Students will implement some real-world digital marketing tracking, experimentation, and optimization to identify actionable strategies for clients. 
(1) Website (or blog) design and conversion tracking: The primary measure of a good website (or blog) is that it converts traffic into customers. You may use Google, Weebly, Wix, or WordPress to design a website or blog for a new product or service. Before doing this, you must communicate with the company (or non-profit organization) your objectives and procedures.
      If you choose to create a website or redesign an existing website, you will be graded based on whether your new website converts. Since you might not have enough traffic to demonstrate conversion (in addition to other possible barriers to the measurement of conversion), I will likely have to grade you based on whether it appears that your website will do a good job of converting. Follow these guidelines to convince me that your site will convert.
        -What are the likely segments of customers (based on purpose of website visit)?
        -What information is each segment looking for?
        -How does the page layout give them the information they require (without making them look too hard)?
        -How does the layout encourage each segment to move toward conversion?
        -What trust symbols have you incorporated (explicit and implicit)?
        -How does your website answer the following questions (with information above the fold): Who are you? What are you selling? Why are you good?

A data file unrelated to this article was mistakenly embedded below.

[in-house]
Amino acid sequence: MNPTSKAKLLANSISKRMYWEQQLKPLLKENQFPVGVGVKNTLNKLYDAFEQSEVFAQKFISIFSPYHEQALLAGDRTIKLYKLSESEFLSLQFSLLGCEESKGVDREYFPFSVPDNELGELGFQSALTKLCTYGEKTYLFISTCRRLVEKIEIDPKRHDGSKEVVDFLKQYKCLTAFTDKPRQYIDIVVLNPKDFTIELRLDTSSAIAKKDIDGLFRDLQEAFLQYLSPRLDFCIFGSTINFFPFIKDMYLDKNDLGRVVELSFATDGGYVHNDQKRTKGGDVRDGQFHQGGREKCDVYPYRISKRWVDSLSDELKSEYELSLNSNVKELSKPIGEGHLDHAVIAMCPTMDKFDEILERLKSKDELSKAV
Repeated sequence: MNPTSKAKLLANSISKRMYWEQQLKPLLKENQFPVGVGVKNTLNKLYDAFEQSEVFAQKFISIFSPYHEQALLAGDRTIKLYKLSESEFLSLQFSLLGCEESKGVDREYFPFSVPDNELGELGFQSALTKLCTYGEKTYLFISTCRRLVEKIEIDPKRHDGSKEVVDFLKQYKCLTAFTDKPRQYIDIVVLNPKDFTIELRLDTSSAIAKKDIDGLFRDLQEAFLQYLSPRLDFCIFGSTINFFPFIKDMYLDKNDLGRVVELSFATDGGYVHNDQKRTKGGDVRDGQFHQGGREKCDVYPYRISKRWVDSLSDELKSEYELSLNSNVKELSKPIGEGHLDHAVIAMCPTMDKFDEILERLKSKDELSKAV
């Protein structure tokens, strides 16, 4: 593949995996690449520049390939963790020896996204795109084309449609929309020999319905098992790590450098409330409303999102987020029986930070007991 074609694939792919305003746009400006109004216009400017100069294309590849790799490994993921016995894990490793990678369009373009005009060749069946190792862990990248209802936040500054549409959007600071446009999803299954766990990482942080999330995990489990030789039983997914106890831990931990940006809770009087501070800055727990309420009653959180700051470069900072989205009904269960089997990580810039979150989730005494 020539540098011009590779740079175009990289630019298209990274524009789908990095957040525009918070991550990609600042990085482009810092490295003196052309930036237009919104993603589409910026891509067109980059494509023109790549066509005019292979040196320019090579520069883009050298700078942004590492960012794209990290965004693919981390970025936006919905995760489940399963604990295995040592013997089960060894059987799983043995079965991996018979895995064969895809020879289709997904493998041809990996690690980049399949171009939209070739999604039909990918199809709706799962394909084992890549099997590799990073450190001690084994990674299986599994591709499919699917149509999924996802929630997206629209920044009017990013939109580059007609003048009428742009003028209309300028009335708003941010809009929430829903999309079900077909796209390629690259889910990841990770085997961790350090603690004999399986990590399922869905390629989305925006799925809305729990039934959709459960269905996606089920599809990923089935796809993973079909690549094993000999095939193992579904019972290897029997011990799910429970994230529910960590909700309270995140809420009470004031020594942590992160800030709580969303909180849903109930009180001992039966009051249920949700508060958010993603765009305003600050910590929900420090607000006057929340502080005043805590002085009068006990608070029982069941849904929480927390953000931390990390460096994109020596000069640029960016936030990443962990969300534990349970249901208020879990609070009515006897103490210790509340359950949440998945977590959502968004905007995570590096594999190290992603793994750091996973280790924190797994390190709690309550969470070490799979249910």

-Aside from the homepage, which other pages are likely to be landing pages? How are these optimized for conversion?
(2)   Search engine optimization
The goal of an SEO audit is two-fold: (1) provide your clients with a list of action items that will improve his/her organic website rankings on key search terms; (2) provide the client with a plan going forward to continue to improve organic rankings. The best possible outcome of this project is that on one or more search terms, your client’s website moves onto the first page of search results. (But remember, this must be tested on a neutral computer, not one you’ve used multiple times to search on that term.) Short of that, another good outcome is to see improvement in organic rankings on some search terms, even if it doesn’t arrive all the way to the first page. But you can still get a good grade even without these results. To do so, you should:

        -Do extensive keyword research. What are the keywords that are most beneficial to for this website to rank for? (Explain keyword selection based on relevance, volume, competition, and current ranking.)

        -Map keywords to pages within the website. Explain the reasoning behind this mapping.

        -Show that you’ve performed good on-site keyword placement for all of the key pages (show examples of two or three pages).

        -Develop an off-site SEO plan. Identify website you plan to target for links. Identify content that the client should develop for the website. Where appropriate, register the website on various social media platforms, listings, etc. IMPLEMENT SOME OF THE PLAN (the parts that can be implemented in the timeline of your project).

        -Make sure the off-site SEO plan is detailed enough that the client can implement even after you have finished this class and are no longer in contact with him/her.

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